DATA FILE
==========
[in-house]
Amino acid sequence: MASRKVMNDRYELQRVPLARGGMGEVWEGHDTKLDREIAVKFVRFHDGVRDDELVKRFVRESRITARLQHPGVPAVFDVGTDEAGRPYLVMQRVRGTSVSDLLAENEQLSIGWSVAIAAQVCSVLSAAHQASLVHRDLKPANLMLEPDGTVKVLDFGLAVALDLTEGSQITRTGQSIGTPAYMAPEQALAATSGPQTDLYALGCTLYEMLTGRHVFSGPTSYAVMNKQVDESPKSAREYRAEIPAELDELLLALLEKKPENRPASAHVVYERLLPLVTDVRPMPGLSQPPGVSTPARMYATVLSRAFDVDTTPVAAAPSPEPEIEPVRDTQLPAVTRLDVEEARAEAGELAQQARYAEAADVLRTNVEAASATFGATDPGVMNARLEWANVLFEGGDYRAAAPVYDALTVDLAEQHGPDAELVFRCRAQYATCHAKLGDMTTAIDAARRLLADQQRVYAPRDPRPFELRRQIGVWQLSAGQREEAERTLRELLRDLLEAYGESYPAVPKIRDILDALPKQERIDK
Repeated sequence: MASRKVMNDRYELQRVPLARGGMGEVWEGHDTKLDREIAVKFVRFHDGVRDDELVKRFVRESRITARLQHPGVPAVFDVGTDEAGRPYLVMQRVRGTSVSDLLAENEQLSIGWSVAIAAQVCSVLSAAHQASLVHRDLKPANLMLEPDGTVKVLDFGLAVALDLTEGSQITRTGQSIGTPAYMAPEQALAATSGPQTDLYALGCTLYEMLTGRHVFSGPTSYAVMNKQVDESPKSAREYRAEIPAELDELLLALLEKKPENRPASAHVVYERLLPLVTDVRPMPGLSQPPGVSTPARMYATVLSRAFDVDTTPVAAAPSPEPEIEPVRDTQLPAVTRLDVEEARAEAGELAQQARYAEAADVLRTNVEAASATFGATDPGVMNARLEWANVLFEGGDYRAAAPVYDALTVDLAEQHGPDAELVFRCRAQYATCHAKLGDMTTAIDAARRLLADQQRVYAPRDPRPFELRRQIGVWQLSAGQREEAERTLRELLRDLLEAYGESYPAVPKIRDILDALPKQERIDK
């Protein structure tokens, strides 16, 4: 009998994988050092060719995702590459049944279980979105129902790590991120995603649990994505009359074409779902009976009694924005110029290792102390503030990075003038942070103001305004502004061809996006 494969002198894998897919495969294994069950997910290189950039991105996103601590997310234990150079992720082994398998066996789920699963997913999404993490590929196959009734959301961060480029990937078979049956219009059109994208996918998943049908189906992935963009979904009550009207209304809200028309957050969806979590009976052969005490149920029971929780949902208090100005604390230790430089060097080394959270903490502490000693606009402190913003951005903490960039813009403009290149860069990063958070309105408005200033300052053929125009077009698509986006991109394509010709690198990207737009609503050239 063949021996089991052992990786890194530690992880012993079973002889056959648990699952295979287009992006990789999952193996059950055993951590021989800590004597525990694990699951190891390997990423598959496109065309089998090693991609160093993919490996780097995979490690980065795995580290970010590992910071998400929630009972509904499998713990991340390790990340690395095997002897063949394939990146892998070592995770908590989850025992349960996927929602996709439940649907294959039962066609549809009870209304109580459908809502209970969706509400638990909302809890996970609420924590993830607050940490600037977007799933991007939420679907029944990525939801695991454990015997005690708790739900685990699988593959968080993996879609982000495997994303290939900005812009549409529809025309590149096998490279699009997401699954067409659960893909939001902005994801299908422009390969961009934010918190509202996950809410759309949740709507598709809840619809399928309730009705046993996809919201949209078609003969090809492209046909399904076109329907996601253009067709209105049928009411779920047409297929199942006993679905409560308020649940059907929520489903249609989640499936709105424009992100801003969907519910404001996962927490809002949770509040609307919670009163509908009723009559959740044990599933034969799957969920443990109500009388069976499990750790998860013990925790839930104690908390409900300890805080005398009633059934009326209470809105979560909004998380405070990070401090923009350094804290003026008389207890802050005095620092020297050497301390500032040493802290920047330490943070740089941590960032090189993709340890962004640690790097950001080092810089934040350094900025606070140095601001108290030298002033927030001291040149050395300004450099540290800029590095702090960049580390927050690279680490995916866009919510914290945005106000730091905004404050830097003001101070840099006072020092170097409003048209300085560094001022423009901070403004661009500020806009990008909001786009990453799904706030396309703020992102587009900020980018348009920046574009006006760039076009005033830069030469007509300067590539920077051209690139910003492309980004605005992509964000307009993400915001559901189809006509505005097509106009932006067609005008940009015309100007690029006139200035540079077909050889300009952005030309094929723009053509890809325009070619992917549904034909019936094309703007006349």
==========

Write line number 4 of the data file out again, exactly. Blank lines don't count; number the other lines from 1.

């Protein structure tokens, strides 16, 4: 009998994988050092060719995702590459049944279980979105129902790590991120995603649990994505009359074409779902009976009694924005110029290792102390503030990075003038942070103001305004502004061809996006 494969002198894998897919495969294994069950997910290189950039991105996103601590997310234990150079992720082994398998066996789920699963997913999404993490590929196959009734959301961060480029990937078979049956219009059109994208996918998943049908189906992935963009979904009550009207209304809200028309957050969806979590009976052969005490149920029971929780949902208090100005604390230790430089060097080394959270903490502490000693606009402190913003951005903490960039813009403009290149860069990063958070309105408005200033300052053929125009077009698509986006991109394509010709690198990207737009609503050239 063949021996089991052992990786890194530690992880012993079973002889056959648990699952295979287009992006990789999952193996059950055993951590021989800590004597525990694990699951190891390997990423598959496109065309089998090693991609160093993919490996780097995979490690980065795995580290970010590992910071998400929630009972509904499998713990991340390790990340690395095997002897063949394939990146892998070592995770908590989850025992349960996927929602996709439940649907294959039962066609549809009870209304109580459908809502209970969706509400638990909302809890996970609420924590993830607050940490600037977007799933991007939420679907029944990525939801695991454990015997005690708790739900685990699988593959968080993996879609982000495997994303290939900005812009549409529809025309590149096998490279699009997401699954067409659960893909939001902005994801299908422009390969961009934010918190509202996950809410759309949740709507598709809840619809399928309730009705046993996809919201949209078609003969090809492209046909399904076109329907996601253009067709209105049928009411779920047409297929199942006993679905409560308020649940059907929520489903249609989640499936709105424009992100801003969907519910404001996962927490809002949770509040609307919670009163509908009723009559959740044990599933034969799957969920443990109500009388069976499990750790998860013990925790839930104690908390409900300890805080005398009633059934009326209470809105979560909004998380405070990070401090923009350094804290003026008389207890802050005095620092020297050497301390500032040493802290920047330490943070740089941590960032090189993709340890962004640690790097950001080092810089934040350094900025606070140095601001108290030298002033927030001291040149050395300004450099540290800029590095702090960049580390927050690279680490995916866009919510914290945005106000730091905004404050830097003001101070840099006072020092170097409003048209300085560094001022423009901070403004661009500020806009990008909001786009990453799904706030396309703020992102587009900020980018348009920046574009006006760039076009005033830069030469007509300067590539920077051209690139910003492309980004605005992509964000307009993400915001559901189809006509505005097509106009932006067609005008940009015309100007690029006139200035540079077909050889300009952005030309094929723009053509890809325009070619992917549904034909019936094309703007006349």